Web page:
BOZEMAN -- A year ago, Troy Andersen was throwing passes for Montana State, but the former starting quarterback has moved to the linebacker room this season.
Even though he set school records under center last year and helped lead MSU to the FCS playoffs, the move was Andersen’s decision.
“Coach (Jeff) Choate and I just had a conversation after the season. He was like, ‘Where do you want to play?’ And I said I’d love to play defense if possible. And so they kind of gave me that choice there a little bit, which I really appreciated. So yeah, now I’m on defense,” Andersen said.
But there’s a learning curve in his new role.
“I’d say just kind of getting my pass rush down," Andersen said when asked what has been the biggest adjustment being back at linebacker. "Being on offense for a while, you kind of get out of it. And so reading the offensive line, reading your keys and then transitioning to a pass rush.”
Andersen has played quarterback, running back and linebacker for Montana State. But he will do anything to win, a trait ingrained in him by his hometown Dillon.
“It kind of goes back to how I was raised, how my high school coaches were. It’s always like a team-first thing -- it’s not a selfish sport, it’s a team sport. You need everybody on the team contributing in any way they can to win games. So if I can do that in anyway I can, I’m happy to do it,” he said.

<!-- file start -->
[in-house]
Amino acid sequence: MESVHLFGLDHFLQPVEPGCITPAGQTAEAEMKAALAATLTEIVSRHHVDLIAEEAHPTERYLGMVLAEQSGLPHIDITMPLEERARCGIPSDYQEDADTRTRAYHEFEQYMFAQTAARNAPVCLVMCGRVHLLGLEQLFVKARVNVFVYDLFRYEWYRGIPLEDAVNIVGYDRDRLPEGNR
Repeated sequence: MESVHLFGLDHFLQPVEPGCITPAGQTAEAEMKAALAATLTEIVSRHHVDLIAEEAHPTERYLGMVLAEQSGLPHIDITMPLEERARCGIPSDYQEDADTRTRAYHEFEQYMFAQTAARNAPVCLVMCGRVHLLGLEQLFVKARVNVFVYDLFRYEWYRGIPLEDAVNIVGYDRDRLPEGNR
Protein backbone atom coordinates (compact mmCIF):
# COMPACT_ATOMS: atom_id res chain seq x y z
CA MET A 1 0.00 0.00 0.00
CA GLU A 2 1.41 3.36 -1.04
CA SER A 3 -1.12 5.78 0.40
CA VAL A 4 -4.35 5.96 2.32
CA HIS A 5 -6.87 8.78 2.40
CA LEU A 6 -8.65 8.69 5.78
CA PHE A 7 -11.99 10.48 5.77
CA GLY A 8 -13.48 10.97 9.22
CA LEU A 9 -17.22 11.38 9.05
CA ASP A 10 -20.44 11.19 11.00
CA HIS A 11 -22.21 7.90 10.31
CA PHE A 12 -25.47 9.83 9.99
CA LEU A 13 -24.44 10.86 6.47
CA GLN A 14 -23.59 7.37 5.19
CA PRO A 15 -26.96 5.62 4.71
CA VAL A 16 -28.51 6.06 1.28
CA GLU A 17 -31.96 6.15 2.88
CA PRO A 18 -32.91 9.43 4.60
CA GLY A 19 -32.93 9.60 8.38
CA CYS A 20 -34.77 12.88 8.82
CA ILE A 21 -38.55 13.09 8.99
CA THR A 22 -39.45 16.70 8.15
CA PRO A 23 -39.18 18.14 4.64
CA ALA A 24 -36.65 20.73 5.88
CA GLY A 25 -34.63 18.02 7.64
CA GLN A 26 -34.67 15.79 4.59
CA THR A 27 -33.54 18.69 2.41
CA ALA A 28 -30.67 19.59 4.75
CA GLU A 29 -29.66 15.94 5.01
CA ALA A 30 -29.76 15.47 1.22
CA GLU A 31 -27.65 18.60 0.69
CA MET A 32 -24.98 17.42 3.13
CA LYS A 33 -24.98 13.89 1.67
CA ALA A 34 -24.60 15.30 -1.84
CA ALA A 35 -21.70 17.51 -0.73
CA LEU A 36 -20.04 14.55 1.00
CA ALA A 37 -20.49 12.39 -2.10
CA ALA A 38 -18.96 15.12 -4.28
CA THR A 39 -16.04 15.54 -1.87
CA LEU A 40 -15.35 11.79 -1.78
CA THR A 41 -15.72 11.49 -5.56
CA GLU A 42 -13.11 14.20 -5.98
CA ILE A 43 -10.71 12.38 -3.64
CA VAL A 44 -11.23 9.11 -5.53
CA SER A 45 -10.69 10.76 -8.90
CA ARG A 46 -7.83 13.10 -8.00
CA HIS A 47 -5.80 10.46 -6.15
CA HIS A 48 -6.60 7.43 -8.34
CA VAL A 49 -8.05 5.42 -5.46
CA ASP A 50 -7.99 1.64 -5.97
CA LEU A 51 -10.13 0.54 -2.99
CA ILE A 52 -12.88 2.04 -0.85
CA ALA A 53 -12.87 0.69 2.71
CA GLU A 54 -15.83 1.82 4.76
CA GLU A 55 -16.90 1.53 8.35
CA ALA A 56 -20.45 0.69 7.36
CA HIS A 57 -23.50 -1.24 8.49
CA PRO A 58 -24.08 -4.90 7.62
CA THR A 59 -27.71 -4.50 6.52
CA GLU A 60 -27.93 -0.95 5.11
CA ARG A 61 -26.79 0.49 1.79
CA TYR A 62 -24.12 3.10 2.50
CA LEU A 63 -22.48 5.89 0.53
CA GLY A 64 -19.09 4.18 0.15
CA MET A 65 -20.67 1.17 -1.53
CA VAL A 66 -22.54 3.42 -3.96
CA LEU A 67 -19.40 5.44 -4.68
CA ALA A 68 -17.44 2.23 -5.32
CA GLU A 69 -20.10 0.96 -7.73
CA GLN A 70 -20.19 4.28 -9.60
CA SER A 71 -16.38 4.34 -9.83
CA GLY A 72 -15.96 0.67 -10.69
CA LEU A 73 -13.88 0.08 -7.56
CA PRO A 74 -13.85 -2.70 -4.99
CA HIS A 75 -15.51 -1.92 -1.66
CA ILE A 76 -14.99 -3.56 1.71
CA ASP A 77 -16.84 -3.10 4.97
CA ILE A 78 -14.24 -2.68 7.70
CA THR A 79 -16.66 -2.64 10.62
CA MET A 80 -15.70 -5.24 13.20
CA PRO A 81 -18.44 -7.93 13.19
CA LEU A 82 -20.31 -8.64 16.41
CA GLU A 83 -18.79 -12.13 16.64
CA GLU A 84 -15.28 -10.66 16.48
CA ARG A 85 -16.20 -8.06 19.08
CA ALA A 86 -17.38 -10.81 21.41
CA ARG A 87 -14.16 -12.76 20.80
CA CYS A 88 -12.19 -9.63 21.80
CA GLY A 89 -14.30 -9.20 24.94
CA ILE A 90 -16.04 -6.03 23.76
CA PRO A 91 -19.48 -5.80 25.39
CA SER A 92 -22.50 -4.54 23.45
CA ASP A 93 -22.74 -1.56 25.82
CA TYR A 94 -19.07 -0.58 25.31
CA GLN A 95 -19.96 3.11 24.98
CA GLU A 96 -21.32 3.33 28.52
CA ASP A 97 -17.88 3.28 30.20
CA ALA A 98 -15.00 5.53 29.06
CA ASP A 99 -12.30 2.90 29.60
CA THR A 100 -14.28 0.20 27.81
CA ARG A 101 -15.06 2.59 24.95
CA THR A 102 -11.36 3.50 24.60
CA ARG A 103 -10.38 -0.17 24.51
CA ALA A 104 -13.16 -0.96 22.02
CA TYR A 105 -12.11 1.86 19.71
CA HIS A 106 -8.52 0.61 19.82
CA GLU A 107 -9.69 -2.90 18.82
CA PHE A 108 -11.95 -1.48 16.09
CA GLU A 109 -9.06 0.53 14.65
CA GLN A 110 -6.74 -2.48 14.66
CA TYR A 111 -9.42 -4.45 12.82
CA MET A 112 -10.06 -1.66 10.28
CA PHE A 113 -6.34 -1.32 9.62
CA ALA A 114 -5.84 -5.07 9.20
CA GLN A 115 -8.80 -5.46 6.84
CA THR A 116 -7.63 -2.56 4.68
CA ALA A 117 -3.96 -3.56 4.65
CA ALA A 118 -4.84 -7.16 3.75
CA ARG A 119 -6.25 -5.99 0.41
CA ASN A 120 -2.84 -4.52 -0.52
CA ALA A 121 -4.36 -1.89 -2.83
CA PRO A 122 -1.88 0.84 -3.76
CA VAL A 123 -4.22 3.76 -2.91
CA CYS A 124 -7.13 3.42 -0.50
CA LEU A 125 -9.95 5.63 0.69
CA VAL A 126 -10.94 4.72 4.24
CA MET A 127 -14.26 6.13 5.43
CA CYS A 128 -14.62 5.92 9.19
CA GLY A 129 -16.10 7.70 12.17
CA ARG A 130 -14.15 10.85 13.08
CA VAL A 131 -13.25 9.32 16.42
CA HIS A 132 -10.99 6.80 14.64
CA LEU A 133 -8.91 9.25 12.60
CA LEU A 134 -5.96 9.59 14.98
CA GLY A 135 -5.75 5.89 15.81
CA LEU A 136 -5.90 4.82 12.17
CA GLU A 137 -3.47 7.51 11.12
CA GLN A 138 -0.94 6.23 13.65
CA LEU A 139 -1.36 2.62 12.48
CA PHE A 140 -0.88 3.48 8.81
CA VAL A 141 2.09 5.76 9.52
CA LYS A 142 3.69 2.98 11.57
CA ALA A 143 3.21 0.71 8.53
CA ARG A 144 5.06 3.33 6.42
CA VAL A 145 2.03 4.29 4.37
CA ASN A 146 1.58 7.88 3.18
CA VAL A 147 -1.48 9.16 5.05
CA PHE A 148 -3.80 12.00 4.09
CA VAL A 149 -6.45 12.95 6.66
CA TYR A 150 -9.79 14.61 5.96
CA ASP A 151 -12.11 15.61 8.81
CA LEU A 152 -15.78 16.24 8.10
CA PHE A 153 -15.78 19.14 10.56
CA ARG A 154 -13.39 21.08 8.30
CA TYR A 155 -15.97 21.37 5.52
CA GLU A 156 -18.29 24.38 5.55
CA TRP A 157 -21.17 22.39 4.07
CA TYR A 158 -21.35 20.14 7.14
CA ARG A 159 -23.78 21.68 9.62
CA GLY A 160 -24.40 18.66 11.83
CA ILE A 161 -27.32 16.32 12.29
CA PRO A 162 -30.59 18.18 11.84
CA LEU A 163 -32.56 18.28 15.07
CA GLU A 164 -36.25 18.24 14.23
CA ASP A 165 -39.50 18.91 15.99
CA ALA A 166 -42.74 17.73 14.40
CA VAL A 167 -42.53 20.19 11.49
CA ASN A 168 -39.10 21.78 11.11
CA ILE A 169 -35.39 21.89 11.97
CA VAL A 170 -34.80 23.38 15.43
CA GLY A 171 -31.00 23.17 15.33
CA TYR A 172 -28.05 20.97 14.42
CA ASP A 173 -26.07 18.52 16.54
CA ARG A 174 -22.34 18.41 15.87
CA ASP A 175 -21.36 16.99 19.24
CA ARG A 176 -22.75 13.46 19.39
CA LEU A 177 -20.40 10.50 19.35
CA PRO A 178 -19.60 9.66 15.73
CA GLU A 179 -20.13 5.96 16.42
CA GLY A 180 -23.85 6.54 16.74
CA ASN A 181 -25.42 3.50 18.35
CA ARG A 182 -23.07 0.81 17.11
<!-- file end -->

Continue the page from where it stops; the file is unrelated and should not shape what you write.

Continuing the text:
Bobcat head coach Jeff Choate said linebacker is where Andersen belongs, but he isn’t taking Andersen fully out of the offense.
“I think it’s Troy’s natural position, I really believe that, but I think he’s such a unique, special talent that we have to make other teams defend him," said Choate. "We’re going to do what we have to do to win and if that means (Andersen) is carrying the ball, (Andersen) is carrying the ball.”
Andersen changes the landscape of a game whenever he steps on the field, whether he’s taking snaps under center or making tackles.
“He’s fun to watch. I would hope that we sell out a lot of games because they are only going to be able to see him for two more years. It’s kind of like what happened when we had Tyler Hall here," said Choate. "You’re looking at one of the most prolific scorers in Big Sky history and you have a chance to see him a couple nights a week, you better show up because it’s not going to be there forever. And I think Troy is that kind of player, he kind of transcends the game.”